Gov. Joe Manchin's office acknowledged Wednesday that he conferred twice with chemical giant DuPont as it planned to appeal a $196 million punitive damage award in a West Virginia pollution case.
His office also reviewed a draft friend-of-the-court brief offered by the chemical giant.
But the draft was used for reference only, said administration spokeswoman Lara Ramsburg, and the brief Manchin ultimately filed urging the state Supreme Court to hear DuPont's appeal was his own.
"Here, the proposed draft was provided, we politely reviewed it, said 'Thanks, but no thanks,' and ultimately decided to go another way," she said.
The court is in summer recess and has not yet decided whether to take the case.
The revelation about communication between the governor's office and the chemical giant is the latest twist in a complex class-action lawsuit involving nearly 8,000 people exposed to toxic chemicals that spewed for decades from a zinc-smelting plant in Spelter.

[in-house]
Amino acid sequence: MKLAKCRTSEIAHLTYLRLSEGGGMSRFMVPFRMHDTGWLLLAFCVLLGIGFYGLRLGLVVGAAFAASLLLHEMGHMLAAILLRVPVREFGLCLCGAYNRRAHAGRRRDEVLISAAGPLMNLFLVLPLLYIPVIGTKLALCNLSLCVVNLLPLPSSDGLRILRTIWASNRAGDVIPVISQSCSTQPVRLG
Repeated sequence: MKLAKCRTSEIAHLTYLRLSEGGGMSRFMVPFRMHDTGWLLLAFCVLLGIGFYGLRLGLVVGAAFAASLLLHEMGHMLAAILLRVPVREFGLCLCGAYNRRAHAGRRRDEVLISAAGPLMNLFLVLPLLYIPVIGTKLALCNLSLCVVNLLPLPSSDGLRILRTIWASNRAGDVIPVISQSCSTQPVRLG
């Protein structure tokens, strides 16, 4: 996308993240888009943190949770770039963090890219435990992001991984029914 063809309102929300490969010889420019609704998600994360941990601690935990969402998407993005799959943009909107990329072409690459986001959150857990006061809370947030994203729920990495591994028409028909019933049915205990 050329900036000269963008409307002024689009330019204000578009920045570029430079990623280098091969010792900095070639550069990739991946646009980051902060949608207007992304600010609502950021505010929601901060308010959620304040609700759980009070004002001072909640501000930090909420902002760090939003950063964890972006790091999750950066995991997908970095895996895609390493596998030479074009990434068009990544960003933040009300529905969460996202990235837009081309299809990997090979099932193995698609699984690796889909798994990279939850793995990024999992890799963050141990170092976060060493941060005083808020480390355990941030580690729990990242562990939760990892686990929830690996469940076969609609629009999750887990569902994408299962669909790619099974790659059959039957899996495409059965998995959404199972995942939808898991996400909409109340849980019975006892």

While the case centered on medical and liability issues, the plaintiffs also argued that close ties to DuPont made environmental regulators and other state officials complicit in allowing a 112-acre waste pile tainted with arsenic, cadmium and lead to sit in the center of town until 2001.
After a five-week trial in county circuit court last fall, jurors convicted DuPont of wanton, willful and reckless conduct and ordered it to pay punitive damages to deter future misconduct. Total damages were $382 million.